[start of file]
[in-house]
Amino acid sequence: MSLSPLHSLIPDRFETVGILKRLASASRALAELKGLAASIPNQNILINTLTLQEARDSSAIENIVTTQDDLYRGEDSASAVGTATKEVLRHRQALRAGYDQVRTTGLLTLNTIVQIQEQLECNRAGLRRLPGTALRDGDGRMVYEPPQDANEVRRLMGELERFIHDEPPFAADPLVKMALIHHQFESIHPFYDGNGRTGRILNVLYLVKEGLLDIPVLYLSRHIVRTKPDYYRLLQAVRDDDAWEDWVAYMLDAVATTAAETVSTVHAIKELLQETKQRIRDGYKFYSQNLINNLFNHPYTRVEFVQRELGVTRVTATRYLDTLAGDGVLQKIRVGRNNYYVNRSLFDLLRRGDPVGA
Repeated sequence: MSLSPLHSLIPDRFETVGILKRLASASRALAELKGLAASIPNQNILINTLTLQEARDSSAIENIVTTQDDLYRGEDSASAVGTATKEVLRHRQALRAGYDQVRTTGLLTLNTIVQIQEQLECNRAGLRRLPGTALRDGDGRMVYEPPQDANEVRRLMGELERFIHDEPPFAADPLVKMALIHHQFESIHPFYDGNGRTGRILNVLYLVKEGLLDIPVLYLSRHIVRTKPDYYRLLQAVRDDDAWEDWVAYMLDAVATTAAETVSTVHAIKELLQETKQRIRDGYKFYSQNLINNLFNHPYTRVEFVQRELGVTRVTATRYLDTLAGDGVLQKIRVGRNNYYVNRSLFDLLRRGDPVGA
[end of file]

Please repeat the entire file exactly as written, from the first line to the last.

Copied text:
[in-house]
Amino acid sequence: MSLSPLHSLIPDRFETVGILKRLASASRALAELKGLAASIPNQNILINTLTLQEARDSSAIENIVTTQDDLYRGEDSASAVGTATKEVLRHRQALRAGYDQVRTTGLLTLNTIVQIQEQLECNRAGLRRLPGTALRDGDGRMVYEPPQDANEVRRLMGELERFIHDEPPFAADPLVKMALIHHQFESIHPFYDGNGRTGRILNVLYLVKEGLLDIPVLYLSRHIVRTKPDYYRLLQAVRDDDAWEDWVAYMLDAVATTAAETVSTVHAIKELLQETKQRIRDGYKFYSQNLINNLFNHPYTRVEFVQRELGVTRVTATRYLDTLAGDGVLQKIRVGRNNYYVNRSLFDLLRRGDPVGA
Repeated sequence: MSLSPLHSLIPDRFETVGILKRLASASRALAELKGLAASIPNQNILINTLTLQEARDSSAIENIVTTQDDLYRGEDSASAVGTATKEVLRHRQALRAGYDQVRTTGLLTLNTIVQIQEQLECNRAGLRRLPGTALRDGDGRMVYEPPQDANEVRRLMGELERFIHDEPPFAADPLVKMALIHHQFESIHPFYDGNGRTGRILNVLYLVKEGLLDIPVLYLSRHIVRTKPDYYRLLQAVRDDDAWEDWVAYMLDAVATTAAETVSTVHAIKELLQETKQRIRDGYKFYSQNLINNLFNHPYTRVEFVQRELGVTRVTATRYLDTLAGDGVLQKIRVGRNNYYVNRSLFDLLRRGDPVGA